Eochaid Mugmedon

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Eochaid Mugmedón (pronounced [ˈɛxəð ˈmʊɣvʲəðən]) was a legendary Irish king. According to medieval Irish legend and historical tradition, Eochaid was a High King of Ireland, best known as the father of Niall of the Nine Hostages and ancestor of the Uí Néill and Connachta dynasties. He is not mentioned in the list of kings of Tara in the Baile Chuind (The Ecstasy of Conn), but is included in the synthetic lists of High Kings in the Lebor Gabála Érenn, the Irish annals, Geoffrey Keating's history, and the Laud Synchronisms.

According to the Lebor Gabála Érenn[1] and its derivative works, Eochaid was the son of the former High King Muiredach Tírech, a descendant of Conn Cétchathach. Muiredach was overthrown and killed by Cáelbad son of Cronn Bradruí, an Ulster king, but Cálbad only ruled one year before Eochaid killed him and took the throne. The Lebor Gabála says he extracted the bórama or cow-tribute from Leinster without a battle. However, Keating records that he was defeated in the Battle of Cruachan Claonta by the Leinster king Énnae Cennsalach.[2]

According to the saga "The Adventures of the Sons of Eochaid Mugmedon",[3] he is said to have had two wives: Mongfind, daughter of Fidach, who bore him four sons, Brion, Ailill, Fiachrae and Fergus; and Cairenn Chasdub, daughter of Sachell Balb, king of the Saxons, who bore him his most famous son, Niall. Mongfind is said to have hated Cairenn, and forced her to expose her child, but the baby was rescued and raised by a poet called Torna. When Niall grew up he returned to Tara and rescued his mother from the servitude Mongfind had placed her under. Mongfind appears to have originally been a supernatural personage: the saga "The Death of Crimthann mac Fidaig" says the festival of Samhain was commonly called the "Festival of Mongfind", and prayers were offered to her on Samhain eve.[4] Although it is probably anachronistic for Eochaid to have had a Saxon wife, T. F. O'Rahilly argues that the name Cairenn is derived from the Latin name Carina, and that it is plausible that she might have been a Romano-Briton.[5] Indeed, Keating describes her not as a Saxon but as the "daughter of the king of Britain".[6]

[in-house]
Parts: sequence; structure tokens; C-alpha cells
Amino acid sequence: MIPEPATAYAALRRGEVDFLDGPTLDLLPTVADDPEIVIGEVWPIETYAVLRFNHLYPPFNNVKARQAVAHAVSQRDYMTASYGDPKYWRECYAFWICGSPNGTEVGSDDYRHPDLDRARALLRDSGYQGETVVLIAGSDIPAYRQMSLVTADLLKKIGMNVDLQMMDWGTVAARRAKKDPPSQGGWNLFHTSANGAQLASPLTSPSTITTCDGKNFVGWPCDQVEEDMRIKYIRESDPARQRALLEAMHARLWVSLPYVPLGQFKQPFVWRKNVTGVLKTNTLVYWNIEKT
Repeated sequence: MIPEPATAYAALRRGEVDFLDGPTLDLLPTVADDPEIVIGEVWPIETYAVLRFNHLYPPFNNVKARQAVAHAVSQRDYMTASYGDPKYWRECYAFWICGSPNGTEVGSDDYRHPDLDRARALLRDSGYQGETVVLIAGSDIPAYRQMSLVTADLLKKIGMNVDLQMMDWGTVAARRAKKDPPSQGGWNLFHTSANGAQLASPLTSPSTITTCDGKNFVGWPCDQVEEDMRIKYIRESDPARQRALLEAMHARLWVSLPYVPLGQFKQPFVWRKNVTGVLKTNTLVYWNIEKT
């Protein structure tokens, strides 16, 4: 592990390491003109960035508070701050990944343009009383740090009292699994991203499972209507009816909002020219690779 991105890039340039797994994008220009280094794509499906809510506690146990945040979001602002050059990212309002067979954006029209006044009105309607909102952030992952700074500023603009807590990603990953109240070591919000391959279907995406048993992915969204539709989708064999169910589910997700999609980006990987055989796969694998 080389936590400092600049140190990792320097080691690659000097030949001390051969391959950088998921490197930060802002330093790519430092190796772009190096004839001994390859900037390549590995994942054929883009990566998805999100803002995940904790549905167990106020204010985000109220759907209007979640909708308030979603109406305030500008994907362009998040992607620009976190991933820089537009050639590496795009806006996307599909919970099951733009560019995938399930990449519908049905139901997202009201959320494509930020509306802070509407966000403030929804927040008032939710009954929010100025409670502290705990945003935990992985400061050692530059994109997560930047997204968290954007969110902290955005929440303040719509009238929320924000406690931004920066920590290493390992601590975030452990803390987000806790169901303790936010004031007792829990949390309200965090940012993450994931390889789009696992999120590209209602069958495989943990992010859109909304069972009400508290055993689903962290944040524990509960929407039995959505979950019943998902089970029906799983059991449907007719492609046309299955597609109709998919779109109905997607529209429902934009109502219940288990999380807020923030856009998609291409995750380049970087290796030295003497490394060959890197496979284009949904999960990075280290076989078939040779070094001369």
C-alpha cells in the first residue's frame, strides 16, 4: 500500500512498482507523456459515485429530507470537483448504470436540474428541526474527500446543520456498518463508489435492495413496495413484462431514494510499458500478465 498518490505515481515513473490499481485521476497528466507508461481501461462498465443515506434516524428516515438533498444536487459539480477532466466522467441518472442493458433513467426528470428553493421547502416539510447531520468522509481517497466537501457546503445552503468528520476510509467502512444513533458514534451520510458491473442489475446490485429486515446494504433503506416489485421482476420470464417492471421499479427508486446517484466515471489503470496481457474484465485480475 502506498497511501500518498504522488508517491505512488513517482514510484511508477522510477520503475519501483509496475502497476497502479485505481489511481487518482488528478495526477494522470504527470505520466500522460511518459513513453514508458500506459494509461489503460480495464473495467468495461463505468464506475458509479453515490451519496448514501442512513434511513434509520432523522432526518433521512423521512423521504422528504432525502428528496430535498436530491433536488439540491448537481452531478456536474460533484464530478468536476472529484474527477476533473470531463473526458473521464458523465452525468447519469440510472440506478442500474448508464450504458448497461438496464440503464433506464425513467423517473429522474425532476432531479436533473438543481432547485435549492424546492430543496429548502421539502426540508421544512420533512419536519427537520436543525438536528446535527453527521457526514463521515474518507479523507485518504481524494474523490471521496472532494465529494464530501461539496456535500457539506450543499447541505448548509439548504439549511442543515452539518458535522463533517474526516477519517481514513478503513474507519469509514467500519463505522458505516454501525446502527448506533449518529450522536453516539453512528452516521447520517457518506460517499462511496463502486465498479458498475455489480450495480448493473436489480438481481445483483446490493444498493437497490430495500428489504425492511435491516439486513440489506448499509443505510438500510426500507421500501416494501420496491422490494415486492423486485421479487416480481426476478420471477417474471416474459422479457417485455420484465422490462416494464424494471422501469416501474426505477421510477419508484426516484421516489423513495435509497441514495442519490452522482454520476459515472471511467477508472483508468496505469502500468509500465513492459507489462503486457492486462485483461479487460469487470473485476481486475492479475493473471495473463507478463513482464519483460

After ruling for seven or eight years, Eochaid died of an illness at Tara, and was succeeded by Mongfind's brother Crimthann mac Fidaig, king of Munster. Keating dates his reign to 344–351, the Annals of the Four Masters to 357–365.[7] Daniel P. McCarthy, based on the Irish annals, dates his death to 362.[8]

Preceded by
High King of Ireland
AFM 357–365
FFE 344–351
Succeeded by
Crimthann mac Fidaig

The Connachta[edit]

Conn Cétchathach
Cairbre Lifechair
Fiachu Sraibtine
Muiredach Tirech
BriónFiachraeAilillNiall Noígíallach
(The Connachta)
Conall Gulban
(Cenél Conaill)
(Cenél nEógan)
CoirpreLóegaireMaineConall CremthainneFiachu
MuirdeachCormac CáechLugaid
(d. 507)
Fergus CerrbélArdgal (d. 520)
(Cenél nArdgail)
mac Ercae

(d. 536)
Túathal MáelgarbDiarmait
Colmán Már
(Clann Cholmáin)
Áed Sláine
(Síl nÁedo Sláine)
  Northern Uí Néill    Southern Uí Néill  


  1. ^ R. A. Stewart MacAlister (ed. & trans.), Lebor Gabála Érenn Part V, Irish Texts Society, 1956, pp. 345-347.
  2. ^ Geoffrey Keating, Foras Feasa ar Éirinn 1.47.
  3. ^ Tom Peete Cross & Clark Harris Slover (eds.), "The Adventures of the Sons of Eochaid Mugmedon", Ancient Irish Tales, 1936, pp. 508–513.
  4. ^ "The Death of Crimthann son of Fidach" (translator unknown).
  5. ^ T. F. O'Rahilly, Early Irish History and Mythology, 1946, Chapter 12
  6. ^ Geoffrey Keating, Foras Feasa ar Éirinn 1.48.
  7. ^ Annals of the Four Masters M357-365
  8. ^ Daniel P. McCarthy, 'The Chronology of the Irish Annals', Proceedings of the Royal Irish Academy: Archaeology, Culture, History, Literature 98C (6) (1998), pp. 203-255.